Families renew resolve to realize abductees’ return from North Korea

Jiji Press
Prime Minister Fumio Kishida speaks at a gathering calling for the return of Japanese nationals abducted by North Korea, on Saturday in Tokyo.

TOKYO (Jiji Press) — Family members of Japanese nationals abducted by North Korea decades ago on Saturday called for cooperation to resolve the issue, stressing that they can never give up on their goal of bringing home their loved ones.

A gathering calling for the immediate return of the abductees was held in Tokyo with the attendance of about 800 people, including family members of the abductees, their supporters, local assembly members, prefectural governors and lawmakers. Prime Minister Fumio Kishida also took part.

Efforts to rescue the abductees have been hampered by the fallout from the novel coronavirus pandemic, said Shigeo Iizuka, 83, head of an association of families of abduction victims and brother of abductee Yaeko Taguchi.

“But we can never give up” on our goal of resolving the issue, Iizuka said.

“We want to work with all related parties as one to accelerate efforts” to realize the early return of the abductees, Iizuka added.

Iizuka urged the Japanese government to draw up a concrete plan and make efforts to rescue the abductees.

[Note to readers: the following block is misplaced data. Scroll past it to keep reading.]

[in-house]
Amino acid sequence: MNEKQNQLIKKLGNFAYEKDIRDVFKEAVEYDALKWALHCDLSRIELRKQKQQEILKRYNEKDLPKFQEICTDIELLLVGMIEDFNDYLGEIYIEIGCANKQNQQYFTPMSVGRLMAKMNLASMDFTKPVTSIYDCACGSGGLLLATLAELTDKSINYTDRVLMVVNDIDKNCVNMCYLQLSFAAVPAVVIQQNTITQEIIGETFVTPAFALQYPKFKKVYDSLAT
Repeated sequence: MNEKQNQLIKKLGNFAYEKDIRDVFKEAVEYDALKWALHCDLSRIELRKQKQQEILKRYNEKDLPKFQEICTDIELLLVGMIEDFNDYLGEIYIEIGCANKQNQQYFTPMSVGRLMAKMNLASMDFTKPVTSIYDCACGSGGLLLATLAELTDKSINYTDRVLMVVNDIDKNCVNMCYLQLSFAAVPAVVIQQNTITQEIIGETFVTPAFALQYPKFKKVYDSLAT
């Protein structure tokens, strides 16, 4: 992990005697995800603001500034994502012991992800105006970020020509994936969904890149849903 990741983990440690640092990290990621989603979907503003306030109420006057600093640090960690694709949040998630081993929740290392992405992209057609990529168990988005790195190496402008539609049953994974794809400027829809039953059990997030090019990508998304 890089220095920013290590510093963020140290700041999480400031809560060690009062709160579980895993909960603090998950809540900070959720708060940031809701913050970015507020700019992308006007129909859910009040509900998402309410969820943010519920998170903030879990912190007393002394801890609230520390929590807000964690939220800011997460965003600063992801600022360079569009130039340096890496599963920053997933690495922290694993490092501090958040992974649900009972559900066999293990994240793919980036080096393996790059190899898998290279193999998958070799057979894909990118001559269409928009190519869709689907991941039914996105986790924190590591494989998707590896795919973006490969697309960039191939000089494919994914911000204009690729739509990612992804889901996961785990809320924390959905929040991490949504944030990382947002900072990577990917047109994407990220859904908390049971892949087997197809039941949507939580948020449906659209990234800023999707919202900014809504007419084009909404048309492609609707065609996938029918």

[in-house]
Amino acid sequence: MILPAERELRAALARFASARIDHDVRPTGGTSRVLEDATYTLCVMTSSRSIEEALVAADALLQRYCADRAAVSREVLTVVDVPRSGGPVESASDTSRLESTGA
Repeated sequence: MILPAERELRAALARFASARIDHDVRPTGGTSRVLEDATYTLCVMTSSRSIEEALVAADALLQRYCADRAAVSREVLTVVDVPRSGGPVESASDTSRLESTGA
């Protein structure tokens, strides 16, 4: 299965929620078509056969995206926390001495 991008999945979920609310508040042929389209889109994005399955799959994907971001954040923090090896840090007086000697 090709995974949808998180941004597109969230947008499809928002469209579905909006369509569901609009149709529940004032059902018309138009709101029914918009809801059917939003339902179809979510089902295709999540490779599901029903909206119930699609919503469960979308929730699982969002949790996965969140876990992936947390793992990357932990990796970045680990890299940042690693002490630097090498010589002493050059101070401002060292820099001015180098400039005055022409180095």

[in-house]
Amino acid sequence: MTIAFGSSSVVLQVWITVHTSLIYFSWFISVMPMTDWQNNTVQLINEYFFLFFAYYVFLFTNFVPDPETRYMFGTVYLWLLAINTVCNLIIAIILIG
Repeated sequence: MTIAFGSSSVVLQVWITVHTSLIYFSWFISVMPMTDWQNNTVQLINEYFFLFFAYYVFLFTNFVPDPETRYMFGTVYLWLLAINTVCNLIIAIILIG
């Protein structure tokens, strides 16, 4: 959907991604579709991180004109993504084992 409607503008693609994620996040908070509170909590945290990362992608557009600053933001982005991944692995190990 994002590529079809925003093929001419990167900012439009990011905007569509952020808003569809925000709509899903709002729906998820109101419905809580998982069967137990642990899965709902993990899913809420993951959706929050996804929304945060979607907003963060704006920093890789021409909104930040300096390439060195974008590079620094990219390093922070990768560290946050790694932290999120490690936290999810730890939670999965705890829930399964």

“The prime minister and the minister in charge of the abduction issue have changed frequently,” Iizuka said. “Every time a new person took office, we asked them to work on the matter but their efforts have yet to bear fruit,” he went on to say.

Considering the aging of abductees’ family members, “We have no time to waste,” Kishida said at the gathering.

“The abduction issue is one of the most important challenges for the Kishida administration and I strongly think that I must resolve the issue myself,” Kishida added.

The prime minister stressed that it is important for Japan and North Korea to build a relationship between their leaders.

“I’m resolved to face North Korean leader Kim Jong Un unconditionally,” Kishida said.

Sakie Yokota, the 85-year-old mother of Megumi Yokota, who was kidnapped by the reclusive nation at the age of 13, shared a story from a former North Korean agent that Megumi was trapped in the hold of a ship and that she kept scratching the wall while crying out for help.

“How cruel that is,” Sakie said.

“It’s very regrettable that I was able to raise [Megumi] only for 13 years,” she said in a shaky voice.

At the rally, resolutions, including one calling on both the Japanese government and North Korea to realize the return home of all victims all at once, were adopted.